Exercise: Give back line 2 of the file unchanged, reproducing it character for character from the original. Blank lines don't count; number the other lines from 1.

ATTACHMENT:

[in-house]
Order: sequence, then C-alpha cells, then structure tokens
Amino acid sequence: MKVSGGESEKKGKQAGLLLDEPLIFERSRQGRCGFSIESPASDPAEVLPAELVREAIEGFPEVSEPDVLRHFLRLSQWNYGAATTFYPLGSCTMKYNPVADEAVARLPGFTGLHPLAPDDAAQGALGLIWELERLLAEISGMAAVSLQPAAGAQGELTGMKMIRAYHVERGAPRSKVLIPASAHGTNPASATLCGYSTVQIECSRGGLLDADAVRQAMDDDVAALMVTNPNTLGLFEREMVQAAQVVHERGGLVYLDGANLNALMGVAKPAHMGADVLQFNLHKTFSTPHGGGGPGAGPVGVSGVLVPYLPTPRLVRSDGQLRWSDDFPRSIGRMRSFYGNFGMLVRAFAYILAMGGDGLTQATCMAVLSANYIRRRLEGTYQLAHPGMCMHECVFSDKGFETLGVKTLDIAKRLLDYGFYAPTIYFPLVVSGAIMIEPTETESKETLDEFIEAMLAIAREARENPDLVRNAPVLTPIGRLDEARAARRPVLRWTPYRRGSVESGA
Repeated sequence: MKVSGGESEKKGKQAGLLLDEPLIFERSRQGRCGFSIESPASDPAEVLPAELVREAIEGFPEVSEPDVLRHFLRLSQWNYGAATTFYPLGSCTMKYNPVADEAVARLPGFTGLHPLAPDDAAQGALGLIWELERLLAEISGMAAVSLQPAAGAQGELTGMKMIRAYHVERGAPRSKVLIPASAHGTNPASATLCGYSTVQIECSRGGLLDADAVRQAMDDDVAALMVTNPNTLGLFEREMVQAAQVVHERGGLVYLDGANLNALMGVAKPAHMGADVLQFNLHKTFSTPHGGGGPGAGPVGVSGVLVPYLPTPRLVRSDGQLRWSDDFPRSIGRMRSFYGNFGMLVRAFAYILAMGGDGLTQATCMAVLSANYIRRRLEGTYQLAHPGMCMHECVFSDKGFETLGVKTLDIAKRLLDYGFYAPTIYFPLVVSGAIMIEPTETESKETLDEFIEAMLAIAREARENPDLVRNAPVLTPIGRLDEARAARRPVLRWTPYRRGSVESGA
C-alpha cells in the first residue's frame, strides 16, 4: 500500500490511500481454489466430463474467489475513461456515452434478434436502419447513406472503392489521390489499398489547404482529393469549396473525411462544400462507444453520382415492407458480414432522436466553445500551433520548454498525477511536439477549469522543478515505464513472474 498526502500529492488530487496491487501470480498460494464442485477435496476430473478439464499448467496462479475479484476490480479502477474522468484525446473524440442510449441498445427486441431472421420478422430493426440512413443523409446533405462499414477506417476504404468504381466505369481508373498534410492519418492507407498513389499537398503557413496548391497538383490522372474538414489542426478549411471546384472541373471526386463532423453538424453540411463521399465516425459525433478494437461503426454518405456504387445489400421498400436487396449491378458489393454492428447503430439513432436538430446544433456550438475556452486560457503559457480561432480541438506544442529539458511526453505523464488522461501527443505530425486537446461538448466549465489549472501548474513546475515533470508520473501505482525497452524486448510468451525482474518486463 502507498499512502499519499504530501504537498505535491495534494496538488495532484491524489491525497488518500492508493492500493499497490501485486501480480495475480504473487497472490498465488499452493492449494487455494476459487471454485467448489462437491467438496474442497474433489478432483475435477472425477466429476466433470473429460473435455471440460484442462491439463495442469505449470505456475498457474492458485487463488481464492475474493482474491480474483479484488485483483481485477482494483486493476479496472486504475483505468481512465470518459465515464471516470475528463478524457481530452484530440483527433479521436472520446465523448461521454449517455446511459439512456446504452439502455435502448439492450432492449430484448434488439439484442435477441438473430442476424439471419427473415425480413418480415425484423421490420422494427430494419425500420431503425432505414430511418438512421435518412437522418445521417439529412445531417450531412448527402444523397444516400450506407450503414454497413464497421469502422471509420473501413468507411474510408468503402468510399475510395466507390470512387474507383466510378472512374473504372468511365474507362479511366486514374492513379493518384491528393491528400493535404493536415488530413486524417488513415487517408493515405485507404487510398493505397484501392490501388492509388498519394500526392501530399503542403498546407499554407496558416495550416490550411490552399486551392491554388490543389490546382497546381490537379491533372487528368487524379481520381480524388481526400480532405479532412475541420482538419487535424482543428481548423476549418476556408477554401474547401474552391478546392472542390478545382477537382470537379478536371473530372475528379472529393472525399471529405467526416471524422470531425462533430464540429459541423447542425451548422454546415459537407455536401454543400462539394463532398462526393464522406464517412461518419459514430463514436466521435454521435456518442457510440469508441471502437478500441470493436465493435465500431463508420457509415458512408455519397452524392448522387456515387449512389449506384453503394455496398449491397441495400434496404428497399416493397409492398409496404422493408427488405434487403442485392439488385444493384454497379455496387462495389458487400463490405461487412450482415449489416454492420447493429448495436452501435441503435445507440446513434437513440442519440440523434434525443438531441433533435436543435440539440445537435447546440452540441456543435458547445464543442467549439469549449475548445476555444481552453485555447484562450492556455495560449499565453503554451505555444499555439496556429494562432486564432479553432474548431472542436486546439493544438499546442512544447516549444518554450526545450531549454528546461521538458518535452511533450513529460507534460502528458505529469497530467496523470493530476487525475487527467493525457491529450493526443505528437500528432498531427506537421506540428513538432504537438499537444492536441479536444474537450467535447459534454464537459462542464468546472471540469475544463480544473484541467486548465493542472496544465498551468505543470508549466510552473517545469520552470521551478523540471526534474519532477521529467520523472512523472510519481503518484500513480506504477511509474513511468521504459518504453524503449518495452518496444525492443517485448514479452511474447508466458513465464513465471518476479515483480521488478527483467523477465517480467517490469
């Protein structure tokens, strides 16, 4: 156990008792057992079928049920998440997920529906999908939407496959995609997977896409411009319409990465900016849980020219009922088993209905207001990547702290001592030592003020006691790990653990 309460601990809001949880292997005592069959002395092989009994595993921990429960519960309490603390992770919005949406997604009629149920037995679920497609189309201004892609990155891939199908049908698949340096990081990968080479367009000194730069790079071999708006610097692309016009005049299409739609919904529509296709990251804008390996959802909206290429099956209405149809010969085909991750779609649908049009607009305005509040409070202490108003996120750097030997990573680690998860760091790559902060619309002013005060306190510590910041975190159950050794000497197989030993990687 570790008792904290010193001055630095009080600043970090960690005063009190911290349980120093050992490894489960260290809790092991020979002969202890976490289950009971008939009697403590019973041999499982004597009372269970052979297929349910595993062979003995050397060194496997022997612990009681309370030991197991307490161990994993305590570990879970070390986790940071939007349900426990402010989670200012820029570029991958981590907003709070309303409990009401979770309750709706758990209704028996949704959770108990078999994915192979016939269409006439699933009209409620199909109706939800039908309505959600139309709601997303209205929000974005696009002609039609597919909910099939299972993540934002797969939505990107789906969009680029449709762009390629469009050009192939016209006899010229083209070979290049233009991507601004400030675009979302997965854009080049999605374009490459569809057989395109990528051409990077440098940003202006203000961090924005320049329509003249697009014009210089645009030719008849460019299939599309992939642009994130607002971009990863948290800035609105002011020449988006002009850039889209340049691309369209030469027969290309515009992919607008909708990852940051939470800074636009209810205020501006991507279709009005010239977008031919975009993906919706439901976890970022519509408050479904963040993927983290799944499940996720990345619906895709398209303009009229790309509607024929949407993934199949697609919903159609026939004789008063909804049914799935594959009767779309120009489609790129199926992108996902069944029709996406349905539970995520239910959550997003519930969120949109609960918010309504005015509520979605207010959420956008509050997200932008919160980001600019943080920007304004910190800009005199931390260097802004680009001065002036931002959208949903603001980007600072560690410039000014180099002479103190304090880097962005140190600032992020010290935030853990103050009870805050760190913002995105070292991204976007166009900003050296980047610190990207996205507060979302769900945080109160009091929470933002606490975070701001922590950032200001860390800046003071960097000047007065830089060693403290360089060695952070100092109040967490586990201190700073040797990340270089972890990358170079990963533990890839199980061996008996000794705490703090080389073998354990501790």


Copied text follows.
Order: sequence, then C-alpha cells, then structure tokens